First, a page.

While it does sound like a crypto-miner is someone who needles away at code with a pick-axe to unravel the treasure of bitcoins, it’s really a little (read very) different.
Cryptocurrency mining, or cryptomining, is a process in which transactions for various forms of cryptocurrency are verified and added to the blockchain digital ledger. Also known as cryptocoin mining, altcoin mining, or Bitcoin mining, cryptocurrency mining has increased both as a topic and activity as cryptocurrency usage itself has grown exponentially in the last few years.
Here’s what happens: each time a cryptocurrency transaction is made, a cryptocurrency miner is responsible for ensuring the authenticity of information and updating the blockchain with the transaction. The mining process itself involves competing with other cryptominers to solve complicated puzzles (mathematical problems with cryptographic hash functions) that are associated with a block containing the transaction data. The first cryptocurrency miner to crack the code is rewarded by being able to authorize the transaction, and in return for the service provided, cryptominers earn small amounts of cryptocurrency of their own. In order to be competitive with other cryptominers, though, a cryptocurrency miner needs a computer with specialized hardware.
IBM Think Academy explains how Blockchain works in a cryptocurrency transaction
The most famous cryptocurrency
No points here for guessing it right. Bitcoin, created in 2009, was the first decentralized cryptocurrency. Since then, numerous other cryptocurrencies have been created. These are frequently called altcoins, as a blend of alternative coin.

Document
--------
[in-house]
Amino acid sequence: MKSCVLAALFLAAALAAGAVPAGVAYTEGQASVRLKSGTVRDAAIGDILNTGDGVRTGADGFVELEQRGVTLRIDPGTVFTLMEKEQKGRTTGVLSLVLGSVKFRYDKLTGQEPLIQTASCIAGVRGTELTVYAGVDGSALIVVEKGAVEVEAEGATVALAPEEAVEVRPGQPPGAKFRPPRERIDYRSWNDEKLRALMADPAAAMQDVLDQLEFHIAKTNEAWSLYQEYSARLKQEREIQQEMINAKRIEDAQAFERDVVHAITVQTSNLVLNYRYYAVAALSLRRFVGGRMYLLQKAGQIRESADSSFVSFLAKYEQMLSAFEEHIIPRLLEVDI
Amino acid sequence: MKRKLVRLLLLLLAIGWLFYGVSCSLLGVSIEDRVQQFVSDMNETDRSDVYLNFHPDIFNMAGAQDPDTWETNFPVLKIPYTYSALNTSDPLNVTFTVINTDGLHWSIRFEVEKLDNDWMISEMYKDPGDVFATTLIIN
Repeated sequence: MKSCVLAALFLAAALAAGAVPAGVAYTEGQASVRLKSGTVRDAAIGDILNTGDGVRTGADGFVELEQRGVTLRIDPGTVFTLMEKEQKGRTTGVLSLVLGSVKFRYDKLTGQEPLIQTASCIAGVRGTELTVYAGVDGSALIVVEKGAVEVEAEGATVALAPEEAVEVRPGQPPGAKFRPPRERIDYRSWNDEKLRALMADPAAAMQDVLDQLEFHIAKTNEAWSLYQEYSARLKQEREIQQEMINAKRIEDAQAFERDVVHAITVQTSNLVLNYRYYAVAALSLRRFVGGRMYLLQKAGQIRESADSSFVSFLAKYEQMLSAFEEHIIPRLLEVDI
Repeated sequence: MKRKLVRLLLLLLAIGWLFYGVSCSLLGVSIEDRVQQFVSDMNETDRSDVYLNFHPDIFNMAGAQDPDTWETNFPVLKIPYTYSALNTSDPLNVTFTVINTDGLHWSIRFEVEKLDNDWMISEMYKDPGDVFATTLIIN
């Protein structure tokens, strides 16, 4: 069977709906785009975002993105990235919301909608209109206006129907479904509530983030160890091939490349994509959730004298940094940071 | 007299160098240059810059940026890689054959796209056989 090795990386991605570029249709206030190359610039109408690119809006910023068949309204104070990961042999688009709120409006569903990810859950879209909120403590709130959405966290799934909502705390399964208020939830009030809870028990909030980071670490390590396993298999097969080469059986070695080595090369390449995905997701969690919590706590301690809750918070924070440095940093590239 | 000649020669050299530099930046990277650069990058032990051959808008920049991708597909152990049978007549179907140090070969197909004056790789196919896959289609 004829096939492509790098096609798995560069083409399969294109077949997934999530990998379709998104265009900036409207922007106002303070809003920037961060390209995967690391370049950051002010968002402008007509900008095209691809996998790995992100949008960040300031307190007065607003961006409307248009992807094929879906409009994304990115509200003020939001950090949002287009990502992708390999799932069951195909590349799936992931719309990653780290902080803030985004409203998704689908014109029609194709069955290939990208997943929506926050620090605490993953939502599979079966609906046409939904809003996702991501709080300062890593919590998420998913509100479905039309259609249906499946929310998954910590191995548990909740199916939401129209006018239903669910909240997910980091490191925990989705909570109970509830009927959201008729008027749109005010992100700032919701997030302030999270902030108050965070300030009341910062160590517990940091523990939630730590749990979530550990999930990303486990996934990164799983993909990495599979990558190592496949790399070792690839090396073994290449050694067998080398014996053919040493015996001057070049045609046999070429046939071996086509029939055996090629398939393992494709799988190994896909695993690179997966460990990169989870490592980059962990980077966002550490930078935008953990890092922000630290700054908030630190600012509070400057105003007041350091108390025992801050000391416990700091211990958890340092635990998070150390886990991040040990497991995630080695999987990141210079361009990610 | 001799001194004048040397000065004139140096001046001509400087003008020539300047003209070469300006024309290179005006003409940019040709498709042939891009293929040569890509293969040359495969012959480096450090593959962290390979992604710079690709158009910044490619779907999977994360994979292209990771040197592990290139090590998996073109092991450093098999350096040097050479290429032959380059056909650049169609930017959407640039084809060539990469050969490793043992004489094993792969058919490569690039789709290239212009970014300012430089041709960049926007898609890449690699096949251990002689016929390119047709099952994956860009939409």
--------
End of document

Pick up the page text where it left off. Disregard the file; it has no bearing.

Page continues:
The daddy of Bitcoins, the creator of the most famous cryptocurrency, is a mystery. Here’s how things went down; on August 18th, 2008, the domain name bitcoin.org was registered. Later that year, a link to a paper authored by Satoshi Nakamoto titled Bitcoin: A Peer-to-Peer Electronic Cash System was posted to a cryptography mailing list in October. This paper detailed methods of using a peer-to-peer network to generate what was described as “a system for electronic transactions without relying on trust”. In January 2009, the bitcoin network came into existence with Satoshi Nakamoto mining the genesis block of bitcoin (block number 0), which had a reward of 50 bitcoins.
But there’s more…
Embedded in the coinbase of this block was the text: The Times 03/Jan/2009 Chancellor on brink of second bailout for banks.
The text refers to a headline in The Times published on 3 January 2009. This note has been interpreted as both a timestamp of the genesis date and a derisive comment on the instability caused by fractional-reserve banking.
The media chased this story as the value of the Bitcoin grew exponentially. Australian entrepreneur Craig Wright claimed he was the inventor of the digital currency while other news channels had theories about Elon Musk being the Bitcoin Batman by night. The real identity of Nakamoto is still fuzzy.
But either way, the Bitcoin had started a revolution. They even put their code online in a Github file for others to share: https://github.com/bitcoin/bitcoin. Since then, numerous cryptocoins have been created. Explaining what cryptocurrencies are made of and the potential in those blocks isn’t easy. In fact, here’s a video of Gavin Wood, the founder of Ethereum explaining what he created.